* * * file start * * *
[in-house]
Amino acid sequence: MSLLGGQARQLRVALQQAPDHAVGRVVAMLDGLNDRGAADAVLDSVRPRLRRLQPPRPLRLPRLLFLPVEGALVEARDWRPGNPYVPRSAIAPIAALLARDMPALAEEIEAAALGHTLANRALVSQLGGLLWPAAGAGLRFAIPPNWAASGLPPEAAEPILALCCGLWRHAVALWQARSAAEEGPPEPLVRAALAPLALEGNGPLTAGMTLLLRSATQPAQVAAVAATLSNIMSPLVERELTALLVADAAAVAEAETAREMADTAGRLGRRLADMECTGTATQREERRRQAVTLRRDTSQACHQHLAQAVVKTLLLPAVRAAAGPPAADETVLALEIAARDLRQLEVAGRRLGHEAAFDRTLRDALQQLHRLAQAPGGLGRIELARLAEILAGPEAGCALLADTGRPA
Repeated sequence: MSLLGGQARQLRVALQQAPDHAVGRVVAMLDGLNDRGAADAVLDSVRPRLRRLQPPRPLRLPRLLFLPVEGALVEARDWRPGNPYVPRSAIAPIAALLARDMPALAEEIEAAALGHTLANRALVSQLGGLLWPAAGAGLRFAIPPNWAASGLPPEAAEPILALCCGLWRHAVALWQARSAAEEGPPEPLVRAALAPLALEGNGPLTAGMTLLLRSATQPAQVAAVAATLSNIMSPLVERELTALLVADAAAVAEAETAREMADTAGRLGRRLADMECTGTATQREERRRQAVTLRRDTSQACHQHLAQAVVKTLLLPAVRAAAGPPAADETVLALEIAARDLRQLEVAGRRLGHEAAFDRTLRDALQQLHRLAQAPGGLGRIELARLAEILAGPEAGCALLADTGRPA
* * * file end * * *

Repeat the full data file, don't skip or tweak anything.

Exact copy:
[in-house]
Amino acid sequence: MSLLGGQARQLRVALQQAPDHAVGRVVAMLDGLNDRGAADAVLDSVRPRLRRLQPPRPLRLPRLLFLPVEGALVEARDWRPGNPYVPRSAIAPIAALLARDMPALAEEIEAAALGHTLANRALVSQLGGLLWPAAGAGLRFAIPPNWAASGLPPEAAEPILALCCGLWRHAVALWQARSAAEEGPPEPLVRAALAPLALEGNGPLTAGMTLLLRSATQPAQVAAVAATLSNIMSPLVERELTALLVADAAAVAEAETAREMADTAGRLGRRLADMECTGTATQREERRRQAVTLRRDTSQACHQHLAQAVVKTLLLPAVRAAAGPPAADETVLALEIAARDLRQLEVAGRRLGHEAAFDRTLRDALQQLHRLAQAPGGLGRIELARLAEILAGPEAGCALLADTGRPA
Repeated sequence: MSLLGGQARQLRVALQQAPDHAVGRVVAMLDGLNDRGAADAVLDSVRPRLRRLQPPRPLRLPRLLFLPVEGALVEARDWRPGNPYVPRSAIAPIAALLARDMPALAEEIEAAALGHTLANRALVSQLGGLLWPAAGAGLRFAIPPNWAASGLPPEAAEPILALCCGLWRHAVALWQARSAAEEGPPEPLVRAALAPLALEGNGPLTAGMTLLLRSATQPAQVAAVAATLSNIMSPLVERELTALLVADAAAVAEAETAREMADTAGRLGRRLADMECTGTATQREERRRQAVTLRRDTSQACHQHLAQAVVKTLLLPAVRAAAGPPAADETVLALEIAARDLRQLEVAGRRLGHEAAFDRTLRDALQQLHRLAQAPGGLGRIELARLAEILAGPEAGCALLADTGRPA